SANTA CRUZ, Calif. - A Central Coast Police Department is working to stay ahead of threats from shooters. Officers are now taking new training to help them be better prepared for potential mass casualty situations.
Santa Cruz Police Chief Andy Mills took to his blog to post about how prepared officers are to assess mass casualty threats.
He says there have been three incidents in the past six months that could've escalated to an active shooter situation.
And now, the department is making some changes.
It's a story we tell far too often. Deadly mass shootings have become almost regular events.
And the potential for that here, is very real.
Mills says there have been three recent cases that could've turned tragic.
"A small child who had made threats to the school and we investigated and there was a gun accessible to this person, we had another threat of a person standing on the boardwalk with what looked like a fully automatic weapon and made some threats about shooting up a school."
And the third involved officers taking 20 guns from one person.
While these all ended without shots fired, Mills says there's still work to be done.
He says officers lack specific training in threat assessment, and right now are making judgments based on mental health or criminal history.
"That's insufficient. That's what most police departments are doing across the country and so we took a look at that and our thinking was...well if we can adequately protect the president of the united states, why couldn't we protect our schools and our most vulnerable locations?"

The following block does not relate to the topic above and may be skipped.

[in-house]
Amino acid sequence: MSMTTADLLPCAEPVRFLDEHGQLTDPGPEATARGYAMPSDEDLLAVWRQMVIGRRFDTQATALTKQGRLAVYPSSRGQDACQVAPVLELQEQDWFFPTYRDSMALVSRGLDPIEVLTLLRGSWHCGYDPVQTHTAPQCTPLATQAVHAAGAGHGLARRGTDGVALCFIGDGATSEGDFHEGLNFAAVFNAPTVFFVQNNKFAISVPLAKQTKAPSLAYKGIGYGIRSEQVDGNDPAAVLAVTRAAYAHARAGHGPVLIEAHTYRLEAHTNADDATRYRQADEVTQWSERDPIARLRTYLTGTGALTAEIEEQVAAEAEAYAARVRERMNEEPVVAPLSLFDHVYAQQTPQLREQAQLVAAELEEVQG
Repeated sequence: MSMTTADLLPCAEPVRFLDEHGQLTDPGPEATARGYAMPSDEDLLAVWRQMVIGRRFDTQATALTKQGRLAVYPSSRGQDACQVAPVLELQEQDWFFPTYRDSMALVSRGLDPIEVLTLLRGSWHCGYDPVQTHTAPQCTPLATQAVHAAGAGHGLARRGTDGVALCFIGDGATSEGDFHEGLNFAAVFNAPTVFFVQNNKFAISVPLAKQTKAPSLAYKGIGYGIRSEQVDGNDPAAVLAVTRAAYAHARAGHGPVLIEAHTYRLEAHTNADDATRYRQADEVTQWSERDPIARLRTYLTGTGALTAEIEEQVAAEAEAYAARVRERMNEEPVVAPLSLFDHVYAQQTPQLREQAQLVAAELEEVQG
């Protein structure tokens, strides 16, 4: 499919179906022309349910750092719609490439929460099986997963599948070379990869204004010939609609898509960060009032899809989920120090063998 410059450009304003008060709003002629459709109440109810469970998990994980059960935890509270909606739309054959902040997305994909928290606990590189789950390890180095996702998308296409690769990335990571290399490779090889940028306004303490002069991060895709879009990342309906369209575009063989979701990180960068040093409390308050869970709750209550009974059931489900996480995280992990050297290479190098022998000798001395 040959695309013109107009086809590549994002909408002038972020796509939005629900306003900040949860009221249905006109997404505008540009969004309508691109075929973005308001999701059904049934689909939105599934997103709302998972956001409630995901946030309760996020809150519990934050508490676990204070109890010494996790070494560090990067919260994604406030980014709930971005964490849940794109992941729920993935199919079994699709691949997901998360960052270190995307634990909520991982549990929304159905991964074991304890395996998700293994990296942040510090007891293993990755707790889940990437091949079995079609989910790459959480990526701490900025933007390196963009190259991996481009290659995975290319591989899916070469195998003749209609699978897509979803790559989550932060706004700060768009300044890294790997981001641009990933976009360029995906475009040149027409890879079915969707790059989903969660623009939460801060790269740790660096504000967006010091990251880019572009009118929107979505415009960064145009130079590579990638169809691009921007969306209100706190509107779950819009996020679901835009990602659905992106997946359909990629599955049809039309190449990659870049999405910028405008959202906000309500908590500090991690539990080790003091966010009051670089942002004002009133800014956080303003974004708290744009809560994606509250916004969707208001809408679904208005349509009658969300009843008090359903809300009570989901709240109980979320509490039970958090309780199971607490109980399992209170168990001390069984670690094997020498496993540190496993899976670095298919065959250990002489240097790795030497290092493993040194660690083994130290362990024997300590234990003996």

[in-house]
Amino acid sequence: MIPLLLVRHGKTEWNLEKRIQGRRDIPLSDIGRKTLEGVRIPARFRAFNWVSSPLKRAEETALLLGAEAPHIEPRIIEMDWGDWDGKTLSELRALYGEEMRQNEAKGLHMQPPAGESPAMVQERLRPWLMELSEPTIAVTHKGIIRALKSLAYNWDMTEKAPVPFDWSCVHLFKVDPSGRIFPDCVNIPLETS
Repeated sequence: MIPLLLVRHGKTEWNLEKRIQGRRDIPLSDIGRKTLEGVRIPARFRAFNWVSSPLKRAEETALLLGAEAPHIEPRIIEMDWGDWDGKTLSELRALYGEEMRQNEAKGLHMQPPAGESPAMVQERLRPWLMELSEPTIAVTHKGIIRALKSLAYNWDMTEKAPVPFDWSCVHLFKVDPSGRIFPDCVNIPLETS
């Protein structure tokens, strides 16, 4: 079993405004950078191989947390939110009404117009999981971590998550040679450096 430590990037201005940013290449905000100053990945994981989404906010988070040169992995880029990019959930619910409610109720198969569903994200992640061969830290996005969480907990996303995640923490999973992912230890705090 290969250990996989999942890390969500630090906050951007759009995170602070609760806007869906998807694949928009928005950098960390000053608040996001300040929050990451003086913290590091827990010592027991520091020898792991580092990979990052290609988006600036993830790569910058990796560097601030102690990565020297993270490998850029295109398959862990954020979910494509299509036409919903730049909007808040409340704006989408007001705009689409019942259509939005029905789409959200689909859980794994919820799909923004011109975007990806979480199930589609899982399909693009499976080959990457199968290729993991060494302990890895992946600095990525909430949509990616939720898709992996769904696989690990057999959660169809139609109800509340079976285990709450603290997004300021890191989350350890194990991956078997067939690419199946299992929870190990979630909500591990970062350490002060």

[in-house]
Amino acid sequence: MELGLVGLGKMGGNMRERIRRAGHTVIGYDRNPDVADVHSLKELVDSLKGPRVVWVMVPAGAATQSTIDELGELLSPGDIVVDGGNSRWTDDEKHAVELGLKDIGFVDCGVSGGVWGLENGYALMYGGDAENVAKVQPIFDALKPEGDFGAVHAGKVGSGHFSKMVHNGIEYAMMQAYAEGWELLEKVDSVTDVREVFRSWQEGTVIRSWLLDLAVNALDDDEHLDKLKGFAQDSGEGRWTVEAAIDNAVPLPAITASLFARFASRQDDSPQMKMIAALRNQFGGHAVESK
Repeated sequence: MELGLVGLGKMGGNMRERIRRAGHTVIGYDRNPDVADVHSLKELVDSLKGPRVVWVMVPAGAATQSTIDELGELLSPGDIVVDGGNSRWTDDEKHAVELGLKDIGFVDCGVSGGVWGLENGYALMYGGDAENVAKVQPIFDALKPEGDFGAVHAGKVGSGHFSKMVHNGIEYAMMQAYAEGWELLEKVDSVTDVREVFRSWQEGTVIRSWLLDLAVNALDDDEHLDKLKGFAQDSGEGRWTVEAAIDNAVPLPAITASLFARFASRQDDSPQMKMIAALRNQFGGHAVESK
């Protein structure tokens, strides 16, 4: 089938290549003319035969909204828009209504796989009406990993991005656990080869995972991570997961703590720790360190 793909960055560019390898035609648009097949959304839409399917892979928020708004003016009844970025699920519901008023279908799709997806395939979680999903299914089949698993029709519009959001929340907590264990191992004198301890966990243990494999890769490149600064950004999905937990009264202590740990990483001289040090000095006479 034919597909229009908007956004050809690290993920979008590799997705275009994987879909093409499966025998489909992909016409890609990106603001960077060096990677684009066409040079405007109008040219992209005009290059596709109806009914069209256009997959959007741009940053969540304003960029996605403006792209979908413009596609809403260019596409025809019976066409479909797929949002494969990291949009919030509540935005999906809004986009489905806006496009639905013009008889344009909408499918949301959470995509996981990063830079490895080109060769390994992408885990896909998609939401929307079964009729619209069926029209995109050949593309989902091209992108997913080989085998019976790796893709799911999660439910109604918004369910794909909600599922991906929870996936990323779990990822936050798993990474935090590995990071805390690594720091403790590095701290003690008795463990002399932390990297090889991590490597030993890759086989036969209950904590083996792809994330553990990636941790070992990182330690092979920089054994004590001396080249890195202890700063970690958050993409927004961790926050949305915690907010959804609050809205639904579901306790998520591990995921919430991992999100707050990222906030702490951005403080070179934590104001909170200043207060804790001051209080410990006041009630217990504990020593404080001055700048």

Starting this week, officers will go through a threat assessment protocol where they'll learn about the latest research on pre-incident behaviors and signals of active shooters.
But it's not just the department's fight. Mills credits the community.
"All three of those, came from community members. And that's why it's so important for the community to be aware of these things and for us now to take the time to run these things to the ground completely."
This threat assessment training will start Tuesday.
At the end of it, officers will be giving feedback about what can be done better to meet the needs of the department and to continue their efforts to prevent tragedy.
To check out Mills' blog post, click here.